Next, based on the position of device pad 312 (which is located so that its center corresponds to the location of the I/O terminal within I/O device 310), horizontal extension 314 is then made to trace 302 in the top layer of the die, so as to extend trace 302 in the pad space of I/O device 310 to terminate at a position corresponding to (i.e., directly above) the left edge of device pad 312. Specifically, trace 302 is extended by adding vertices 332 and 334, as well as corresponding width information, to the trace description. Finally, a via is specified from the extended trace directly down to device pad 312 at a position corresponding to the location of the device pad, thus completing the connection from bump pad 300 to I/O device pad 312.
Upon completion of design, as described above, the integrated circuit can be fabricated using the masks generated in step 188, but otherwise employing conventional fabrication techniques. During fabrication, the masks generated in step 188 are used to pattern a silicon wafer using a sequence of photolithographic steps. Photolithography is a common technique employed in the manufacture of semiconductor devices. Typically, a semiconductor wafer is coated with a layer (film) of light-sensitive material, such as photoresist. Using a patterned mask or reticle, the wafer is exposed to projected light, typically actinic light, which manifests a photochemical effect on the photoresist, which is subsequently chemically etched, leaving a pattern of photoresist “lines” on the wafer corresponding to the pattern on the mask.
The above-mentioned “wafer” is a thin piece of semiconductor material from which semiconductor chips are made. The four basic operations utilized to fabricate wafers include (1) layering, (2) patterning, (3) doping and (4) heat treatments.
The layering operation adds thin layers of material, including insulators, semiconductors, and conductors, to a wafer surface. During the layering operation, layers are either grown or deposited. Oxidation typically involves growing a silicon dioxide (an insulator) layer on a silicon wafer. Deposition techniques include, for example, chemical vapor deposition, evaporation, and sputtering. Semiconductors are generally deposited by chemical vapor deposition, while conductors are generally deposited with evaporation or sputtering.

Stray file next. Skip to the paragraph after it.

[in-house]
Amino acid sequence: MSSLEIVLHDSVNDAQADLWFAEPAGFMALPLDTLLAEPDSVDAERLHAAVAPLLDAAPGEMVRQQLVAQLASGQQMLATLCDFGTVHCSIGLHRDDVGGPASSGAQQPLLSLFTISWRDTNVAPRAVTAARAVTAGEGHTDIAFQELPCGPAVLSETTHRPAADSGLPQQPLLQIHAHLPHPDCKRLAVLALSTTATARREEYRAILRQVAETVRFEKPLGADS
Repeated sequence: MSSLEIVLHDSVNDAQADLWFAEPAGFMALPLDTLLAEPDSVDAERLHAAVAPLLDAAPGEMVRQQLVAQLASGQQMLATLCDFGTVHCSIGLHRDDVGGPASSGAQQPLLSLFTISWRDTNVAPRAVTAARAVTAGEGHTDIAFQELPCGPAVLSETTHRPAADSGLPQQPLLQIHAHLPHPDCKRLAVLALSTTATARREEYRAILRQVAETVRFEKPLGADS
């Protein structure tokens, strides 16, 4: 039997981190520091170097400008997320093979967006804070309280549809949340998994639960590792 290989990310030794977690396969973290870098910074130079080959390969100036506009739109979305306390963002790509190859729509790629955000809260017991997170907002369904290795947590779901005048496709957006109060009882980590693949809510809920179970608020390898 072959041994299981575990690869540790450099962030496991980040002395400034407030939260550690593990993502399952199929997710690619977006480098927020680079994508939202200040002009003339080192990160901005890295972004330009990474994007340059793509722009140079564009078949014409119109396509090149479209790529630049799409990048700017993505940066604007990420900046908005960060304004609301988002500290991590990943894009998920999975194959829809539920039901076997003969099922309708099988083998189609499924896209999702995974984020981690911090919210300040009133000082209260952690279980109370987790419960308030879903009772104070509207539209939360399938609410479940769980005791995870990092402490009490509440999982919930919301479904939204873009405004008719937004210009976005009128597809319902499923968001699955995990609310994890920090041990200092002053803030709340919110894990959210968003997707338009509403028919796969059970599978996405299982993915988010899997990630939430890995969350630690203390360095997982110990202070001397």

Patterning involves the removal of selected portions of surface layers. After material is removed, the wafer surface has a pattern. The material removed may form a hole or an island. The process of patterning is also known to those skilled in the relevant art as microlithography, photolithography, photomasking and masking. The patterning operation serves to create parts of the semiconductor device on the wafer surface in the dimensions required by the circuit design and to locate the parts in their proper location on the wafer surface.
Doping involves implanting dopants in the surface of the wafer through openings in the layers to create the n-type and p-type pockets needed to form the N-P junctions for operation of discrete elements such as transistors and diodes. Doping generally is achieved with thermal diffusion (wafer is heated and exposed to the desired dopant) and ion implantation (dopant atoms are ionized, accelerated to high velocities and implanted into the wafer surface).
Design System Environment
Generally, the methods described herein with respect to IC design will be practiced with a general purpose computer, either with a single processor or multiple processors. FIG. 10 is block diagram of a general purpose computer system, representing one of many suitable computer platforms for implementing the methods described above. FIG. 10 shows a general purpose computer system 450 in accordance with the present invention. As shown in FIG. 10, computer system 450 includes a central processing unit (CPU) 452, read-only memory (ROM) 454, random access memory (RAM) 456, expansion RAM 458, input/output (I/O) circuitry 460, display assembly 462, input device 464, and expansion bus 466. Computer system 450 may also optionally include a mass storage unit 468 such as a disk drive unit or nonvolatile memory such as flash memory and a real-time clock 470.
CPU 452 is coupled to ROM 454 by a data bus 472, control bus 474, and address bus 476. ROM 454 contains the basic operating system for the computer system 450. CPU 452 is also connected to RAM 456 by busses 472, 474, and 476. Expansion RAM 458 is optionally coupled to RAM 456 for use by CPU 452. CPU 452 is also coupled to the I/O circuitry 460 by data bus 472, control bus 474, and address bus 476 to permit data transfers with peripheral devices.